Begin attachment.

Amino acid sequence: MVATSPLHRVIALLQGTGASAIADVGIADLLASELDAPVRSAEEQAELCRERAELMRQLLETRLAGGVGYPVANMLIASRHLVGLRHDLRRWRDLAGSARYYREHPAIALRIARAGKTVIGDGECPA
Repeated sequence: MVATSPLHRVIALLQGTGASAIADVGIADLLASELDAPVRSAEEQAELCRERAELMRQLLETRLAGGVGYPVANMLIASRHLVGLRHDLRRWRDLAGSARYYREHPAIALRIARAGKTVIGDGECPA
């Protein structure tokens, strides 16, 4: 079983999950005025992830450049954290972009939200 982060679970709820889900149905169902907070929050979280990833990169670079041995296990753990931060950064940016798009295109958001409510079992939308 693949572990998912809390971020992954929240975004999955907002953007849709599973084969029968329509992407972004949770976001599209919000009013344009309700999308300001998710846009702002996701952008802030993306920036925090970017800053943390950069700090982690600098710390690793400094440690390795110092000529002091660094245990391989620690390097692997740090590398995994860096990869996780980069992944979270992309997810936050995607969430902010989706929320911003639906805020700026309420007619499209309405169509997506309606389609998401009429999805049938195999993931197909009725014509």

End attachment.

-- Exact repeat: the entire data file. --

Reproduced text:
Amino acid sequence: MVATSPLHRVIALLQGTGASAIADVGIADLLASELDAPVRSAEEQAELCRERAELMRQLLETRLAGGVGYPVANMLIASRHLVGLRHDLRRWRDLAGSARYYREHPAIALRIARAGKTVIGDGECPA
Repeated sequence: MVATSPLHRVIALLQGTGASAIADVGIADLLASELDAPVRSAEEQAELCRERAELMRQLLETRLAGGVGYPVANMLIASRHLVGLRHDLRRWRDLAGSARYYREHPAIALRIARAGKTVIGDGECPA
């Protein structure tokens, strides 16, 4: 079983999950005025992830450049954290972009939200 982060679970709820889900149905169902907070929050979280990833990169670079041995296990753990931060950064940016798009295109958001409510079992939308 693949572990998912809390971020992954929240975004999955907002953007849709599973084969029968329509992407972004949770976001599209919000009013344009309700999308300001998710846009702002996701952008802030993306920036925090970017800053943390950069700090982690600098710390690793400094440690390795110092000529002091660094245990391989620690390097692997740090590398995994860096990869996780980069992944979270992309997810936050995607969430902010989706929320911003639906805020700026309420007619499209309405169509997506309606389609998401009429999805049938195999993931197909009725014509």